Apart from anything else, 2016 was the year I became officially embarrassed to be a white man in America. If the election of Trump was the final straw—and it was—there is no overstating the impact of The Atlantic’s Ta-Nehisi Coates in laying the historical foundation for why America still hasn’t solved racism more than 150 years after the end of the Civil War.
One answer to this—long argued by Coates and others and seemingly proved by the rise of Trump—is the enduring assumption of white privilege. Without batting an eye, white people can spend 400 years denying black people life, liberty, voting rights, decent housing and access to basic municipal services, but at the first mention of “affirmative action” or “Black Lives Matter,” suddenly the country is engaged in a race war and white people are the most oppressed group in America.
It’s enough to make a cat laugh, and reading Coates—as breathtakingly beautiful a stylist in prose as Miranda is in poetry—has removed any possibility (if one existed) of my embracing this white supremacist fantasy at any point in the future.
For me, this began with Coates’ essay, “The Case for Reparations,” published in The Atlantic in the summer of 2014, continued with his bestselling memoir, Between the World and Me, and culminated just this month in his newest Atlantic piece, “My President Was Black,” which tries to reconcile America’s continued institutional racism with the fact that Barack Obama was elected president twice.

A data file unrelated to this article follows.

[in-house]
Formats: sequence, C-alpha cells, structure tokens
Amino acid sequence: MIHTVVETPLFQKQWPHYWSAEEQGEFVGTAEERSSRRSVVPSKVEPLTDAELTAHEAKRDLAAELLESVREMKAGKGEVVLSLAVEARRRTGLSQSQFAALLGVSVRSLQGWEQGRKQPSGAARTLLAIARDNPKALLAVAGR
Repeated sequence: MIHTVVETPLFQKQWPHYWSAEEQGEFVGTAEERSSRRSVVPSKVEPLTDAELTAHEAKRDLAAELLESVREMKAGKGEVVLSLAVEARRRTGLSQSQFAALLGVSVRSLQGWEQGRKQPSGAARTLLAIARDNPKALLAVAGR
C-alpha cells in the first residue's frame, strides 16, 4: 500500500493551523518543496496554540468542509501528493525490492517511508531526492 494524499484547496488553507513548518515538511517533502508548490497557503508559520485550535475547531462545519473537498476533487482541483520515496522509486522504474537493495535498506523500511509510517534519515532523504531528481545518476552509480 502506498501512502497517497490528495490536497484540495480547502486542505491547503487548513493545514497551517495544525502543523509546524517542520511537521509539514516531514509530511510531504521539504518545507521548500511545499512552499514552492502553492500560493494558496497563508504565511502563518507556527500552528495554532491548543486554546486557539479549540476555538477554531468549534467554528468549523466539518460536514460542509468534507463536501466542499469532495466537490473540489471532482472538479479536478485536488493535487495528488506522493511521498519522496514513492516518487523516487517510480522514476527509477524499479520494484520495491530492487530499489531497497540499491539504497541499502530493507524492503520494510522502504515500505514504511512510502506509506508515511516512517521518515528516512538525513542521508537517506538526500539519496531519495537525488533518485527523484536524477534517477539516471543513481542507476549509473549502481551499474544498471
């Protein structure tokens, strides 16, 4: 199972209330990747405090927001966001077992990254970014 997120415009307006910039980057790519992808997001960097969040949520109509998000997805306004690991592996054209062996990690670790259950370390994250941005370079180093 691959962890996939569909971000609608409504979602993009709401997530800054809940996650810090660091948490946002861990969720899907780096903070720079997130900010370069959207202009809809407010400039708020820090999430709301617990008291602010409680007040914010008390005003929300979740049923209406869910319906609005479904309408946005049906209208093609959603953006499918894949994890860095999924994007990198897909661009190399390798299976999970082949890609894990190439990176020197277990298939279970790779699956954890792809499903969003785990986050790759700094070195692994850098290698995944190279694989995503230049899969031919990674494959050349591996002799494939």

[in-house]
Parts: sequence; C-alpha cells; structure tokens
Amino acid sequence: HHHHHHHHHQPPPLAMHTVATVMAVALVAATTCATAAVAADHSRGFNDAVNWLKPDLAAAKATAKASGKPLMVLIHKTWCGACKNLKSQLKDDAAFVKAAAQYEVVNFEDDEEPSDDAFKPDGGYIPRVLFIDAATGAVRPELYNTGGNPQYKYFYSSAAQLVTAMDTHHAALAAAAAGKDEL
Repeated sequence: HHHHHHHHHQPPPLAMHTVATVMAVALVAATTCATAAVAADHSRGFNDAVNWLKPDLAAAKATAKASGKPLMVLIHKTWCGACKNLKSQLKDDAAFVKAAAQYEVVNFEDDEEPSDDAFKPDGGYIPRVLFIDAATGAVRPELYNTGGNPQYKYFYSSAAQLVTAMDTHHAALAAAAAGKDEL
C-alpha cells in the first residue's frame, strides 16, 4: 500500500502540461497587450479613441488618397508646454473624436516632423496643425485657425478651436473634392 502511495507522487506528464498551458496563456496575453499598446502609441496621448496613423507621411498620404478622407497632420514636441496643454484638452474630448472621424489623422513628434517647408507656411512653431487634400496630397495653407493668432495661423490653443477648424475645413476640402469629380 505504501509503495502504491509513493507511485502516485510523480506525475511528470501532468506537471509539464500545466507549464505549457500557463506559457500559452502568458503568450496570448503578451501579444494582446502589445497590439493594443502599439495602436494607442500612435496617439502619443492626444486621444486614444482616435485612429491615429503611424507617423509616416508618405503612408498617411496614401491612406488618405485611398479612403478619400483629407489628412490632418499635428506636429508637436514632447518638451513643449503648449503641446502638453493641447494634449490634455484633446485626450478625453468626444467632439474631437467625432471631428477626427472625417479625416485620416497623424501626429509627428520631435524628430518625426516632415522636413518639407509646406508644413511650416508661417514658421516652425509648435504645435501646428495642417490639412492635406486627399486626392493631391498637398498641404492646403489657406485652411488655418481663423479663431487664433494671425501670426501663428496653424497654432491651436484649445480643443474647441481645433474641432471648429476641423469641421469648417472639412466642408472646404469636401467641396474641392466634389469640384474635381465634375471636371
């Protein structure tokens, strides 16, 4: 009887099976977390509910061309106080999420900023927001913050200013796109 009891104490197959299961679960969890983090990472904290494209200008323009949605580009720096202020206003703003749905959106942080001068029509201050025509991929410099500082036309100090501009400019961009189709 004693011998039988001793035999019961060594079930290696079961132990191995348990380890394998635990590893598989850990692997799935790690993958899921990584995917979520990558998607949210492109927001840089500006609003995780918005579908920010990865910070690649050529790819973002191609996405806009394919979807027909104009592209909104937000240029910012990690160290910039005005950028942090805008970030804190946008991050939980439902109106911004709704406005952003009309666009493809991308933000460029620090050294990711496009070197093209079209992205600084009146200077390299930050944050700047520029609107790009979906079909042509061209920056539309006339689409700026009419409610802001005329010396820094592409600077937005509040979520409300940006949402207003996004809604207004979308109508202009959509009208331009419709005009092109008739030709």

Just as important—as with Lin-Manuel—were the myriad works by other writers that Coates’ own writing forced me to seek out—particularly those of James Baldwin, whose novels Another Country and Giovanni’s Room were among the most pleasurable reads of my year and whose essay collections Notes of a Native Son and The Fire Next Time were among the most illuminating.
WESLEY MORRIS AND JENNA WORTHAM
A late adopter of virtually everything, I still haven’t fully assimilated the concept of podcasts to my day-to-day life. However, early in the fall, I stumbled upon “Still Processing,” hosted by the New York Times, and I haven’t missed an episode since.
The podcast is a weekly conversation between Wesley Morris and Jenna Wortham, two young-ish feature writers for New York Times Magazine, with each installment examining some aspect or other of contemporary American culture, be it music, film, TV, sports, politics or—as is often the case—the intersection of all the above.
As with other great cultural commentators, the appeal of Morris and Wortham hinges on their impeccable taste, their engaging conversational style and, most of all, the outside-the-box manner in which they each view the world around them. (In 2012, as a Boston Globe film critic, Morris was recognized with the Pulitzer Prize for Criticism.)